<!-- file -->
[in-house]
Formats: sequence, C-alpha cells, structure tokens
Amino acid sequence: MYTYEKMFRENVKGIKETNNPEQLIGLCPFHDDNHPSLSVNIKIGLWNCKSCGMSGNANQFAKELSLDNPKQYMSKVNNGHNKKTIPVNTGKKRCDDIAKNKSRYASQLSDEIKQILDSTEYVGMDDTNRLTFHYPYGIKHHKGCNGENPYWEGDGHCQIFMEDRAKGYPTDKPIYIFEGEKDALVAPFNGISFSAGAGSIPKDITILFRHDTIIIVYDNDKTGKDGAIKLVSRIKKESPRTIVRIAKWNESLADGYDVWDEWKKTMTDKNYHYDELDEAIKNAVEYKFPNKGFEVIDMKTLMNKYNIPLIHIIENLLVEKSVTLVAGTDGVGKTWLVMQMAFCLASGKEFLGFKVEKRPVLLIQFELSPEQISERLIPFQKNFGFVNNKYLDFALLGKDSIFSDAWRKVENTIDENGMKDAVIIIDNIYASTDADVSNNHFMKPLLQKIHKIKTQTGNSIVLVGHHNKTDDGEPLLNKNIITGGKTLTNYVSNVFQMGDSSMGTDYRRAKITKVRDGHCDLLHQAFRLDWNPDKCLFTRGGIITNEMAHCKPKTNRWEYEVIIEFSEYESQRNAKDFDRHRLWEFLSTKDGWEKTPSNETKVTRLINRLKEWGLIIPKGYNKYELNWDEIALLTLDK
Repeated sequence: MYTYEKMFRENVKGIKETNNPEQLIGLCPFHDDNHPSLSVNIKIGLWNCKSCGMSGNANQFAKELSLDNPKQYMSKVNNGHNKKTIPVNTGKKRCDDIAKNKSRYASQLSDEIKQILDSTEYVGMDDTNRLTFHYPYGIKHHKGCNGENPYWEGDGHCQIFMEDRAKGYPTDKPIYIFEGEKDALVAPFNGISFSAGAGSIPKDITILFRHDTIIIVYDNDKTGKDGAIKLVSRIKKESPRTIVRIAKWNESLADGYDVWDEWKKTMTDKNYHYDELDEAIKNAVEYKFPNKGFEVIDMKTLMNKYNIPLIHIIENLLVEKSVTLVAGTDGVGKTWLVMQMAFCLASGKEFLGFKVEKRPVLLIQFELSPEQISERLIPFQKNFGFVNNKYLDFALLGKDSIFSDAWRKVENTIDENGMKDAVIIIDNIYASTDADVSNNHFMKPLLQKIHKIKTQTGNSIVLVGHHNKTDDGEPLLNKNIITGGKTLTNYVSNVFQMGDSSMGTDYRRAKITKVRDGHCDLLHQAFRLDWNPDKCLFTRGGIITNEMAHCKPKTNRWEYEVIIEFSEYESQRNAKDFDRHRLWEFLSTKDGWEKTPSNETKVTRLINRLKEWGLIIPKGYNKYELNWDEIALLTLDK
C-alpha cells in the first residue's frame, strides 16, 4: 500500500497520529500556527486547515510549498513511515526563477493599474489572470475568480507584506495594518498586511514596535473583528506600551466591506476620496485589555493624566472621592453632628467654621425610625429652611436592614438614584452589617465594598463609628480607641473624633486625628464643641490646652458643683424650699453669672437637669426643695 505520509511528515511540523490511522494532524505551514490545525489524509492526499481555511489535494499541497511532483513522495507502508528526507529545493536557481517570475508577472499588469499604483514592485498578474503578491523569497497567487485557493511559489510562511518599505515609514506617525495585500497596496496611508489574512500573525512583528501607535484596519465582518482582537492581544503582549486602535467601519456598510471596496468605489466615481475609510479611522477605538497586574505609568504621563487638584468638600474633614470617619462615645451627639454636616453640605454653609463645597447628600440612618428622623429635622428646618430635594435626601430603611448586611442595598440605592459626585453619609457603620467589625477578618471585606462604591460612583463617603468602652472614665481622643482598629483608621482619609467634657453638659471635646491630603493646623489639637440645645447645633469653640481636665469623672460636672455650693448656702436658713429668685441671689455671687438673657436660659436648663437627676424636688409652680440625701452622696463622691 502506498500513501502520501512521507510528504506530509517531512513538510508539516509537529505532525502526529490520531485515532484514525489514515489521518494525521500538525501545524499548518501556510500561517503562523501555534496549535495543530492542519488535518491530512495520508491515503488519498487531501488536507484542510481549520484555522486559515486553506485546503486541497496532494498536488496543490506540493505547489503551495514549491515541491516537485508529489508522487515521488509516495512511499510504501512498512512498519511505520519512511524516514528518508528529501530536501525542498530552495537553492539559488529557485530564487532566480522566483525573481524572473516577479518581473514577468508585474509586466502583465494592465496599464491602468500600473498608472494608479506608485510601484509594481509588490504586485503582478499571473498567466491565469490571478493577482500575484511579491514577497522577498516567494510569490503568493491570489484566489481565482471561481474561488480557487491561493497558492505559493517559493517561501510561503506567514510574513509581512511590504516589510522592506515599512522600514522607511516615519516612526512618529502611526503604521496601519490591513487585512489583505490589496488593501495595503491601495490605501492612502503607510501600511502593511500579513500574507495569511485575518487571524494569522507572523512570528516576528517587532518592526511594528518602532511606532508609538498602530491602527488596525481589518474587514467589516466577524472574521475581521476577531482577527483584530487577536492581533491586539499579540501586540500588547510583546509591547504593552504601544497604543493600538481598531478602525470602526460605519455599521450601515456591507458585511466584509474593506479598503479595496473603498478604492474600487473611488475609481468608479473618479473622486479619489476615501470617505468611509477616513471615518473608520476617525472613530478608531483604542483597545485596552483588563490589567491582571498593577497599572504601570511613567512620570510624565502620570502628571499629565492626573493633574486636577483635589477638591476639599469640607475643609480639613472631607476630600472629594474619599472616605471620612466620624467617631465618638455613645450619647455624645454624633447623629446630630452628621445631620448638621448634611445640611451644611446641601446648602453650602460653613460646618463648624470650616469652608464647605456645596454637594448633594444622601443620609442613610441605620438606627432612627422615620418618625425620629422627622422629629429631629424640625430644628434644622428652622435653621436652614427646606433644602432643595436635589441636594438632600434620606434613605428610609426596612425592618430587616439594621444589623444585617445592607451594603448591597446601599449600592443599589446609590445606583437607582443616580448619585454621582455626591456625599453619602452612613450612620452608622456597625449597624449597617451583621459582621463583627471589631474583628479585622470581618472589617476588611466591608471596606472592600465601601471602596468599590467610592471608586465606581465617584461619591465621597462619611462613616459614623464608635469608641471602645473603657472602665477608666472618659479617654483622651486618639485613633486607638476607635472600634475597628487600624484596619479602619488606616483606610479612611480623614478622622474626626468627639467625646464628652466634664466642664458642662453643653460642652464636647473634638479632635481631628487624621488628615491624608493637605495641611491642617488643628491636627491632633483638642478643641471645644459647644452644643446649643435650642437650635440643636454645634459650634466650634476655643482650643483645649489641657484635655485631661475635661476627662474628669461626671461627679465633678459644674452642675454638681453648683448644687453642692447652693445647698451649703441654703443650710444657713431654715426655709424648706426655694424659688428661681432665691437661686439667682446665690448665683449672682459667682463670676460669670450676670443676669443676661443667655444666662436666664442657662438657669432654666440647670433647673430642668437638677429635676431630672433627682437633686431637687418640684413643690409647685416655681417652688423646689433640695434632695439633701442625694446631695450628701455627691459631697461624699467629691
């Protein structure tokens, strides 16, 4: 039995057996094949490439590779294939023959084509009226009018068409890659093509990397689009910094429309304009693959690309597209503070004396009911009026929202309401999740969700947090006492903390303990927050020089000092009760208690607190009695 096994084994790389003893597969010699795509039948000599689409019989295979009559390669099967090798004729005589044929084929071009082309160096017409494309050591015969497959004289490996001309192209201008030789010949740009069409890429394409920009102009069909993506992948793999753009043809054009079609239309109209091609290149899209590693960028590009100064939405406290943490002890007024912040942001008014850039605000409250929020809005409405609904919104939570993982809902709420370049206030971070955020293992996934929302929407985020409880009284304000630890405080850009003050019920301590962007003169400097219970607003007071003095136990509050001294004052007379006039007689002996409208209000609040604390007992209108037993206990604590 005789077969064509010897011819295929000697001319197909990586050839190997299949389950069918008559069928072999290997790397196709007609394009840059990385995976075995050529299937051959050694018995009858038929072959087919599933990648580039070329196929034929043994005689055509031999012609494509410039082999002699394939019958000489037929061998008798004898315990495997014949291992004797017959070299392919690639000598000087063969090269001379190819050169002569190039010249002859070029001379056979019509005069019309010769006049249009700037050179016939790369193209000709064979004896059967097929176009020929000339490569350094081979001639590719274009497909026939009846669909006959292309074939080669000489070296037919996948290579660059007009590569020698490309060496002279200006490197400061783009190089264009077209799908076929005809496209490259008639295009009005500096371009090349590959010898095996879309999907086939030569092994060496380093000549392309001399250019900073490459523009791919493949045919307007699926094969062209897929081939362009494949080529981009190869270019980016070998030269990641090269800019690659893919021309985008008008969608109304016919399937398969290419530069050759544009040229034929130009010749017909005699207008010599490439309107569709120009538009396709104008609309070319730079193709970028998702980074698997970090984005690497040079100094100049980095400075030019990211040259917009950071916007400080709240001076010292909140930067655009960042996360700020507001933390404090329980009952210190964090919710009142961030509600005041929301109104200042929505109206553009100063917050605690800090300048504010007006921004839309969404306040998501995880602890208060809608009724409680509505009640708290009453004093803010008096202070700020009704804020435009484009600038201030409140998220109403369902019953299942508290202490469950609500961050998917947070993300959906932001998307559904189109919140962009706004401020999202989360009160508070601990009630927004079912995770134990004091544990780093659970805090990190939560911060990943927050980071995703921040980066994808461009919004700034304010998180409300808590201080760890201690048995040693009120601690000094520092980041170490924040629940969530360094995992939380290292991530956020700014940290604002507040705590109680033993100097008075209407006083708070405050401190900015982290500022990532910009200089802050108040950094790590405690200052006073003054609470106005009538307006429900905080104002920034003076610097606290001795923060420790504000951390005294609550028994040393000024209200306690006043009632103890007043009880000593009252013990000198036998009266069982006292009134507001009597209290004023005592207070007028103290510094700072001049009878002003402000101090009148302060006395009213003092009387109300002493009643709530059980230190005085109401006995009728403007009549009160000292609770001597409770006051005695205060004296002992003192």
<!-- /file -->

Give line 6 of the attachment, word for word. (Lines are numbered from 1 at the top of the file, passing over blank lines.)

């Protein structure tokens, strides 16, 4: 039995057996094949490439590779294939023959084509009226009018068409890659093509990397689009910094429309304009693959690309597209503070004396009911009026929202309401999740969700947090006492903390303990927050020089000092009760208690607190009695 096994084994790389003893597969010699795509039948000599689409019989295979009559390669099967090798004729005589044929084929071009082309160096017409494309050591015969497959004289490996001309192209201008030789010949740009069409890429394409920009102009069909993506992948793999753009043809054009079609239309109209091609290149899209590693960028590009100064939405406290943490002890007024912040942001008014850039605000409250929020809005409405609904919104939570993982809902709420370049206030971070955020293992996934929302929407985020409880009284304000630890405080850009003050019920301590962007003169400097219970607003007071003095136990509050001294004052007379006039007689002996409208209000609040604390007992209108037993206990604590 005789077969064509010897011819295929000697001319197909990586050839190997299949389950069918008559069928072999290997790397196709007609394009840059990385995976075995050529299937051959050694018995009858038929072959087919599933990648580039070329196929034929043994005689055509031999012609494509410039082999002699394939019958000489037929061998008798004898315990495997014949291992004797017959070299392919690639000598000087063969090269001379190819050169002569190039010249002859070029001379056979019509005069019309010769006049249009700037050179016939790369193209000709064979004896059967097929176009020929000339490569350094081979001639590719274009497909026939009846669909006959292309074939080669000489070296037919996948290579660059007009590569020698490309060496002279200006490197400061783009190089264009077209799908076929005809496209490259008639295009009005500096371009090349590959010898095996879309999907086939030569092994060496380093000549392309001399250019900073490459523009791919493949045919307007699926094969062209897929081939362009494949080529981009190869270019980016070998030269990641090269800019690659893919021309985008008008969608109304016919399937398969290419530069050759544009040229034929130009010749017909005699207008010599490439309107569709120009538009396709104008609309070319730079193709970028998702980074698997970090984005690497040079100094100049980095400075030019990211040259917009950071916007400080709240001076010292909140930067655009960042996360700020507001933390404090329980009952210190964090919710009142961030509600005041929301109104200042929505109206553009100063917050605690800090300048504010007006921004839309969404306040998501995880602890208060809608009724409680509505009640708290009453004093803010008096202070700020009704804020435009484009600038201030409140998220109403369902019953299942508290202490469950609500961050998917947070993300959906932001998307559904189109919140962009706004401020999202989360009160508070601990009630927004079912995770134990004091544990780093659970805090990190939560911060990943927050980071995703921040980066994808461009919004700034304010998180409300808590201080760890201690048995040693009120601690000094520092980041170490924040629940969530360094995992939380290292991530956020700014940290604002507040705590109680033993100097008075209407006083708070405050401190900015982290500022990532910009200089802050108040950094790590405690200052006073003054609470106005009538307006429900905080104002920034003076610097606290001795923060420790504000951390005294609550028994040393000024209200306690006043009632103890007043009880000593009252013990000198036998009266069982006292009134507001009597209290004023005592207070007028103290510094700072001049009878002003402000101090009148302060006395009213003092009387109300002493009643709530059980230190005085109401006995009728403007009549009160000292609770001597409770006051005695205060004296002992003192």